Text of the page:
Prof. A.J. Nederveen

Research line

When the first MRI scanners were introduced to the Netherlands in the early 80s, it was thought that 5 MRI scanners would serve the entire Dutch population. Presently more than 200 MRI scanners are installed and around 1 million exams are carried out each year. Several challenges and new developments  still await us on the horizon. Higher field strengths will facilitate unprecedented spatial resolutions offering a unique view of anatomy and physiology of diseases. Novel acquisition and reconstruction methods will decrease the scan-time enormously, diminishing the burden of undergoing MRI  for patients. Quantitative approaches are gaining popularity for acquisition and post-processing, in an effort to bridge the gap between the measured MRI signals and the (‘real’) underlying processes in the body. Interestingly, technical advances in MRI are primarily driven by the needs of medical professionals and patients. The ultimate challenge for MRI scientists is to make their new developments available to the clinic so that medical professionals and patients can benefit from state-of-the-art technology and healthcare.

My general research goal is to develop new clinical MRI methods. This entails the design of new MRI methods for clinical use, their technical and clinical validation and ultimately advising on their clinical utilization. Over the years several MRI applications has been developed in the field of neurovascular, muscular and oncologic imaging in close collaboration with clinical partners inside and outside the Amsterdam UMC. Focus areas of current research comprise scan acceleration using compressed sensing and AI and quantitative high resolution imaging.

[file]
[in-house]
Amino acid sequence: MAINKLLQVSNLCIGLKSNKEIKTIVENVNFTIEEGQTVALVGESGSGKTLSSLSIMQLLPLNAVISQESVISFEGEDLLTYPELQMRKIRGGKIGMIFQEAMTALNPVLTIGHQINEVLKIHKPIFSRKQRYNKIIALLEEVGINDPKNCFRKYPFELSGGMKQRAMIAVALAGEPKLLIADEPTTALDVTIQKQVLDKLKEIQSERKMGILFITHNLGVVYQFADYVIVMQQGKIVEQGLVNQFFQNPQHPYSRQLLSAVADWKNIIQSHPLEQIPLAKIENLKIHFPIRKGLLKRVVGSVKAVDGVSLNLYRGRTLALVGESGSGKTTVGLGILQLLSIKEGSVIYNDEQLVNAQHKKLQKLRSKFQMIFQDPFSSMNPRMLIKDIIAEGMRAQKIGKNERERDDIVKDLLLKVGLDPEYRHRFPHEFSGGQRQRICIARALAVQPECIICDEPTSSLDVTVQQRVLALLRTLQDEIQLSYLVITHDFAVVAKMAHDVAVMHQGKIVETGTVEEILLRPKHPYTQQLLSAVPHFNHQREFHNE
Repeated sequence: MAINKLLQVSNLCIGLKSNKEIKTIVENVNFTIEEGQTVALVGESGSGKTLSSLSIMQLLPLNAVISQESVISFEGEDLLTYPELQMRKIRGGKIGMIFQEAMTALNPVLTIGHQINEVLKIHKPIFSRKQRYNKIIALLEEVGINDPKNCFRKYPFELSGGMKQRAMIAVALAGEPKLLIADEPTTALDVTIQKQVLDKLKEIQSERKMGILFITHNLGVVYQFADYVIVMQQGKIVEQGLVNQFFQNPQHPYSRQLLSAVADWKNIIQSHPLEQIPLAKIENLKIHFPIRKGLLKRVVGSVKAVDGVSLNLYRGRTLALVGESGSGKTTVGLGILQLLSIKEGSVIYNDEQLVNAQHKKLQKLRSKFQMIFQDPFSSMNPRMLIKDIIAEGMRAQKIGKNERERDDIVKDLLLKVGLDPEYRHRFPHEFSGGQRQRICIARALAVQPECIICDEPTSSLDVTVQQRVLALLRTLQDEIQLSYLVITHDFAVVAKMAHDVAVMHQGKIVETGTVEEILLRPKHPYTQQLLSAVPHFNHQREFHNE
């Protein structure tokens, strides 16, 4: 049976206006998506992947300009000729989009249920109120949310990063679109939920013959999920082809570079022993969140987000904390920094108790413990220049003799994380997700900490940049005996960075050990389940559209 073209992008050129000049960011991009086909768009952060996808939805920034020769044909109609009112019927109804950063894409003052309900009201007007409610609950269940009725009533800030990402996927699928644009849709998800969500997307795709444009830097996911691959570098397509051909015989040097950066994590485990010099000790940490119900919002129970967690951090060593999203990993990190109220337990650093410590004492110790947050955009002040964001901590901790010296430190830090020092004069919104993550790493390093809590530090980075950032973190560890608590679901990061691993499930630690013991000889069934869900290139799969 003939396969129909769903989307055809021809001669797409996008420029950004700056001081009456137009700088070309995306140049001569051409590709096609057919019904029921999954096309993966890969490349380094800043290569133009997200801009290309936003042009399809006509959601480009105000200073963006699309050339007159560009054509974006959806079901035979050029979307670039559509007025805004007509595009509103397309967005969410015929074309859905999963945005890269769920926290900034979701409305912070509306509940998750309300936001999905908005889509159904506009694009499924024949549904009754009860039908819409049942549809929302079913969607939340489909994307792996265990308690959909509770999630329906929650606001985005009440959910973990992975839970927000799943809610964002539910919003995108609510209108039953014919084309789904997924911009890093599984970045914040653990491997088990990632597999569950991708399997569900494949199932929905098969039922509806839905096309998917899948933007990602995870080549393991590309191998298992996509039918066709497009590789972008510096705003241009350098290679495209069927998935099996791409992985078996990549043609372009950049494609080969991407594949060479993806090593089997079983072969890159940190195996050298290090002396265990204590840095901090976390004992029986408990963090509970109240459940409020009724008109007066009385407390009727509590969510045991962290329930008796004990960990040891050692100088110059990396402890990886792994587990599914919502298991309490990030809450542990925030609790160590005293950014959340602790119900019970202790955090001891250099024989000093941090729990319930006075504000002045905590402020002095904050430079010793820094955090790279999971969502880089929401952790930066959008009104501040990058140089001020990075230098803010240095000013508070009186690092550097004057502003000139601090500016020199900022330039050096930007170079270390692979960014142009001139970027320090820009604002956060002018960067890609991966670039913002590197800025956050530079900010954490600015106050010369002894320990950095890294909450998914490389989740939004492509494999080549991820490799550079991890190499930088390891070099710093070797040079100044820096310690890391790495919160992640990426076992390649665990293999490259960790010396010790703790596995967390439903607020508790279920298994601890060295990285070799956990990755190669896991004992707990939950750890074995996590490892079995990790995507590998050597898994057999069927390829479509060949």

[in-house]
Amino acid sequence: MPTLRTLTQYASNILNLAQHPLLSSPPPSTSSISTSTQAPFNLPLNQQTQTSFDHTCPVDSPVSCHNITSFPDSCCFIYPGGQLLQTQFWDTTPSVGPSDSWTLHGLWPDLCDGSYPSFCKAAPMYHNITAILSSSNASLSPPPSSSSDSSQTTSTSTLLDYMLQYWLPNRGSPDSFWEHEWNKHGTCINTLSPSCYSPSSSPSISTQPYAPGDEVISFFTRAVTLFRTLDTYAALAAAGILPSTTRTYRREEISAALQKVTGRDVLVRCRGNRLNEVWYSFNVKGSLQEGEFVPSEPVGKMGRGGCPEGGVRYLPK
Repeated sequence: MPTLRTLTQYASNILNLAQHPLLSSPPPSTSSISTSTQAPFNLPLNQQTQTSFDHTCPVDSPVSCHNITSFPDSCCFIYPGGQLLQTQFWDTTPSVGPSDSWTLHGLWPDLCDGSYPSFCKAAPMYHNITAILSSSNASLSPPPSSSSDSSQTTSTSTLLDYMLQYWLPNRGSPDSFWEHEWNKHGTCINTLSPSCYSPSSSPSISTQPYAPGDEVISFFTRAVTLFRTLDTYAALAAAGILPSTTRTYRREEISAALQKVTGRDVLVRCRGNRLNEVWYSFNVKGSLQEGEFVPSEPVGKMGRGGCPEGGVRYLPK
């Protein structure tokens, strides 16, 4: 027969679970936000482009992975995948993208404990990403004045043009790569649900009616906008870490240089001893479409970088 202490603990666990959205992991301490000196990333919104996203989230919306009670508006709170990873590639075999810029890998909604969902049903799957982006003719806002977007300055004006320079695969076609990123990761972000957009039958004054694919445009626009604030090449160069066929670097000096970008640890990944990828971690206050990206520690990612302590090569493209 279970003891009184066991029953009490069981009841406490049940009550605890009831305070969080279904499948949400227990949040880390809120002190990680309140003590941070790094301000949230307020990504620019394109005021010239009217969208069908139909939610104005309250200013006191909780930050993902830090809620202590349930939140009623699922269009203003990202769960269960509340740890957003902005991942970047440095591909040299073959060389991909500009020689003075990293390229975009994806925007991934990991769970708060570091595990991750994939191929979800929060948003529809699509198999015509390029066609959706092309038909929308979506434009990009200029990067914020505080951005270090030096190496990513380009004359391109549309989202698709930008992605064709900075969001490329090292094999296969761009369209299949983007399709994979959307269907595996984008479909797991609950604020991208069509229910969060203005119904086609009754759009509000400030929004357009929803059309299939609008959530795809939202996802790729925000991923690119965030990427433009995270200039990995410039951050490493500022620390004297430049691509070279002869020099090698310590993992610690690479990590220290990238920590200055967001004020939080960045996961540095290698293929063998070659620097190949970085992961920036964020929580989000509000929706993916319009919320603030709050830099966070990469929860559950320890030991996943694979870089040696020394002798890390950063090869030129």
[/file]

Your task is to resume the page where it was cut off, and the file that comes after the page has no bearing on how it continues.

Research highlights

  • Advanced imaging of the carotid vessel wall
  • 4D flow MRI for intracranial vasculature and aneurysms at 7T
  • Functional imaging of the heart
  • Quantitative MRI: Pathological validation and prognostic potential
  • Perfusion imaging: Dynamic contrast enhanced magnetic resonance imaging using GRASP and machine learning
  • Non-invasive perfusion and diffusion imaging: intravoxel incoherent motion difussion-weighted magnetic resonance imaging
  • Quantitative Imaging of Skeletal Muscle Micro Structure and Damage
  • Functional Magnetic Resonance Spectroscopy in the brain
  • Functional brain imaging: task-based application and interventional studies

Research team

PhD students

Lukas Gottwald
Jithsa Monte, MD
Luuk Voskuilen
Carmen Blanken
Koen Baas
Liza Afzali-Hashemi
Laura Secondulfo
Marian Troelstra
Bobby Runderkamp

Susanne Rauh
Anne-Sophie van Schelt
Nienke Wassenaar

Support staff

Anita Robben-Auperle
Sandra van den Berg
Raschel Snoeks
Daphne Boucherie


Sanna Gevers
Johan van der Meer
Andre Sprengers
Henk-Jan Mutsaerts
Martijn Froeling
Dennis Heijtel
Lena Vaclavu
Kerry Zhang
Wouter Potters
Jules Nelissen
Jos Oudeman
Jasper Schoormans
Eva Peper
Valentina Mazzoli
Matthan Caan
Bram Coolen
Joena Blok

Key publications